What We Know—and Don’t Know—about Plastics and the Coronavirus Pandemic

What We Know—and Don’t Know—about Plastics and the Coronavirus Pandemic

In many places around the United States, if you are healthy enough to continue grocery shopping during the coronavirus pandemic, you are probably noticing some changes at the checkout counter. From San Francisco to New York City, a growing number of officials and retailers are forbidding shoppers from bringing their own reusable bags, handing out single-use plastic bags instead.

Without a doubt, we are facing an unprecedented crisis with the spread of the coronavirus, and we must all prioritize health and safety and do everything we can to minimize its reach. At Ocean Conservancy, our staff has been working remotely since mid-March. We urge everyone to follow guidelines provided by public health authorities and to do your part to #stayhome and #flattenthecurve.

Plastics have an important role to play in this pandemic, protecting those working on the front lines in the form of gloves, masks and other medical equipment. But it is worrying that some members of the plastics industry are taking advantage of a climate of fear and uncertainty to actively suspend or roll back hard-won environmental measures to reduce plastic pollution. They are claiming “an abundance of caution” as the reason to reinstate widespread use of single-use plastic bags.

At Ocean Conservancy, we always evaluate the body of science to make informed decisions. Right now, the data indicate that the coronavirus actually persists longer on plastics than on other materials. The New England Journal of Medicine recently published results of an experiment showing that “SARS-CoV-2 was more stable on plastic and stainless steel than on copper and cardboard, and viable virus was detected up to 72 hours after application to these surfaces.” This suggests that bags made of paper are likely to be less risky than those made of plastics.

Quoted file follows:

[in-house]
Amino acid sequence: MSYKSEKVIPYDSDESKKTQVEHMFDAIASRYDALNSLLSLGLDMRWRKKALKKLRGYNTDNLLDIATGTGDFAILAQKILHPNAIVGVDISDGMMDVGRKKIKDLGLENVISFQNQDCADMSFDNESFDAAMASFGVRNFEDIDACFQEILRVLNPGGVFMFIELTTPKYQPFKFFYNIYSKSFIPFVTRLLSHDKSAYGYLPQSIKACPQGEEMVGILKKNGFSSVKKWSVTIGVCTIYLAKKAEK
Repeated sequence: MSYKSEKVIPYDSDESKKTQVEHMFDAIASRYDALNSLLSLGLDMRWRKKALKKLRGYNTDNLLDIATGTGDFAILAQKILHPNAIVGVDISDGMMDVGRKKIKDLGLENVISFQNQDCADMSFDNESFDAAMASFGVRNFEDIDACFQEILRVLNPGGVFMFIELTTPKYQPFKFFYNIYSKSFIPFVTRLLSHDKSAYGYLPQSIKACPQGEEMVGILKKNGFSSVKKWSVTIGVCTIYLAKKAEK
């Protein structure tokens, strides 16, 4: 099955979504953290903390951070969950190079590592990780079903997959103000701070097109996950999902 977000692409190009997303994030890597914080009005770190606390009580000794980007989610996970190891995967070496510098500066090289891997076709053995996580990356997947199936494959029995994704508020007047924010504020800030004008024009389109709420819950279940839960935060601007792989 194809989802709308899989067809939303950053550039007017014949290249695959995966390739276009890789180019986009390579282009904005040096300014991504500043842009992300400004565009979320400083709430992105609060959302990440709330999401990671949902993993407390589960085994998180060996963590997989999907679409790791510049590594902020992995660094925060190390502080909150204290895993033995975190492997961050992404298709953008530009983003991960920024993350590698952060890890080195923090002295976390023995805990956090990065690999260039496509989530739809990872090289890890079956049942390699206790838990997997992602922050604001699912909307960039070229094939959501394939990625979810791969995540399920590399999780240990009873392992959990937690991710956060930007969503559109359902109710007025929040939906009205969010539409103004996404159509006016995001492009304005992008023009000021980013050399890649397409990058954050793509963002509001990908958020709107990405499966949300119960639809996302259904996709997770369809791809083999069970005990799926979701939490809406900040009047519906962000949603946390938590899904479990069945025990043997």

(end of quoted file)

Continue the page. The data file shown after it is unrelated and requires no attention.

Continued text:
Meanwhile, to our knowledge, there are no data to indicate that reusable bags are any more contaminated than other surfaces in public areas—including the checkout counter at grocery stores, where single-use plastic bags are usually stored and handled by any number of people.

Ocean Conservancy recognizes that some legislators may decide to pause or delay implementation of bag laws during the global pandemic, and we fully respect their authority to do so. But if these temporary modifications become permanent, this could undermine efforts to reduce single-use plastics and ocean plastic pollution going forward.

Ocean Conservancy won’t allow that to happen. It is abundantly clear that plastic bags are devastating for our ocean. They are consistently among the top 10 items collected by volunteers with Ocean Conservancy’s annual International Coastal Cleanup. Plastic bags are also among the deadliest forms of marine debris and can persist for decades (or longer) in the environment. For the sake of our ocean and the wildlife and communities that depend on it, we are committed to ensuring that any decisions to suspend or roll back plastic bag measures remain temporary.

But we also hope that this pandemic signals a larger truth: how much waste we produce, and how we manage it, really matters, whether that waste is single-use plastic or anything else.

Reports are coming in from around the world of massive amounts of personal protective equipment like masks and gloves clogging sidewalk drains and washing into waterways. In places where waste collection has temporarily shut down, people are taking matters into their own hands, dumping potentially hazardous materials into the environment. The UN recently issued guidance highlighting how critical it is to human health to properly identify, sort and dispose of medical waste—including single-use items like masks and gloves.

The pandemic is laying bare just how critical waste management systems are to all of us, and how easily these systems can be overwhelmed by our reliance on unnecessary single-use plastics. Over the last decade, Ocean Conservancy has invested substantially in research that identifies ways to improve waste collection and recycling in parts of the world that need it most. When we are on the other side of this crisis, we will get back to work building the systems that keep both humans and our ocean healthy. And we will get back to work on banning the bag as well.


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